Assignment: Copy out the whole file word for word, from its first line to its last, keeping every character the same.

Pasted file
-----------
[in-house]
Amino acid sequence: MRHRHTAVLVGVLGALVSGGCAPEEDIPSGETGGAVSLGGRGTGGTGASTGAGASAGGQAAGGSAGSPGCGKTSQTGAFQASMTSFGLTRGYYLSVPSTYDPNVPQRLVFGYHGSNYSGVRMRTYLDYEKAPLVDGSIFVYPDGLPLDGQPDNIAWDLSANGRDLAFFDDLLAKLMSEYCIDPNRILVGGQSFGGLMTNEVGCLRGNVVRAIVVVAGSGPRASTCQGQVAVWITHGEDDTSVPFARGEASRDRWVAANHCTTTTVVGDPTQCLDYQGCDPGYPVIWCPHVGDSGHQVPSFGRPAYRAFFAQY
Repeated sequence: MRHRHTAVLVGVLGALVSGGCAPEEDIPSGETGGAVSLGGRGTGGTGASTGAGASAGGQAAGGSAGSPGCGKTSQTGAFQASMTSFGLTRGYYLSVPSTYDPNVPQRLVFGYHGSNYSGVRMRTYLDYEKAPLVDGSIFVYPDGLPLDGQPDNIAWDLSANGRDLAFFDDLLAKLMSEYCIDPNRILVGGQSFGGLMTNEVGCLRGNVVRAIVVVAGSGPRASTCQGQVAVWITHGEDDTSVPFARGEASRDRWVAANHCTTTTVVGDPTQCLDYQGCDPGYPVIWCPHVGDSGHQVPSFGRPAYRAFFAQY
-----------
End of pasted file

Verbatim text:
[in-house]
Amino acid sequence: MRHRHTAVLVGVLGALVSGGCAPEEDIPSGETGGAVSLGGRGTGGTGASTGAGASAGGQAAGGSAGSPGCGKTSQTGAFQASMTSFGLTRGYYLSVPSTYDPNVPQRLVFGYHGSNYSGVRMRTYLDYEKAPLVDGSIFVYPDGLPLDGQPDNIAWDLSANGRDLAFFDDLLAKLMSEYCIDPNRILVGGQSFGGLMTNEVGCLRGNVVRAIVVVAGSGPRASTCQGQVAVWITHGEDDTSVPFARGEASRDRWVAANHCTTTTVVGDPTQCLDYQGCDPGYPVIWCPHVGDSGHQVPSFGRPAYRAFFAQY
Repeated sequence: MRHRHTAVLVGVLGALVSGGCAPEEDIPSGETGGAVSLGGRGTGGTGASTGAGASAGGQAAGGSAGSPGCGKTSQTGAFQASMTSFGLTRGYYLSVPSTYDPNVPQRLVFGYHGSNYSGVRMRTYLDYEKAPLVDGSIFVYPDGLPLDGQPDNIAWDLSANGRDLAFFDDLLAKLMSEYCIDPNRILVGGQSFGGLMTNEVGCLRGNVVRAIVVVAGSGPRASTCQGQVAVWITHGEDDTSVPFARGEASRDRWVAANHCTTTTVVGDPTQCLDYQGCDPGYPVIWCPHVGDSGHQVPSFGRPAYRAFFAQY